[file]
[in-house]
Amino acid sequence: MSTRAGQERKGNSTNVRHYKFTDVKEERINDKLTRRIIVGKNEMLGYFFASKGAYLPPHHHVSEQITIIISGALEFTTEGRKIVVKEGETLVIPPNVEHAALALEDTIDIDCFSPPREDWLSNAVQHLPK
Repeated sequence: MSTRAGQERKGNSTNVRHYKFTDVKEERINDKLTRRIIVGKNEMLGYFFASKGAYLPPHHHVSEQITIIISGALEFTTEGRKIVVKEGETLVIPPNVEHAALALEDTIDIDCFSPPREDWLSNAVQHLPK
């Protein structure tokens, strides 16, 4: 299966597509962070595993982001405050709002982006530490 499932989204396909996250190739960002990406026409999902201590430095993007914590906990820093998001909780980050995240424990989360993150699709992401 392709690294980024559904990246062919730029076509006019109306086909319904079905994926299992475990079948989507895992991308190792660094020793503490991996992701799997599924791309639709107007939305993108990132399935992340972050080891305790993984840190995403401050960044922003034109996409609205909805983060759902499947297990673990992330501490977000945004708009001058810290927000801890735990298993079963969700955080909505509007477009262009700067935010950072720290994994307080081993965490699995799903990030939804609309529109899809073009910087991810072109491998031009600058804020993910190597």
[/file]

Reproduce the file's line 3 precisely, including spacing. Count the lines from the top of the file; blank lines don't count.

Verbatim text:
Repeated sequence: MSTRAGQERKGNSTNVRHYKFTDVKEERINDKLTRRIIVGKNEMLGYFFASKGAYLPPHHHVSEQITIIISGALEFTTEGRKIVVKEGETLVIPPNVEHAALALEDTIDIDCFSPPREDWLSNAVQHLPK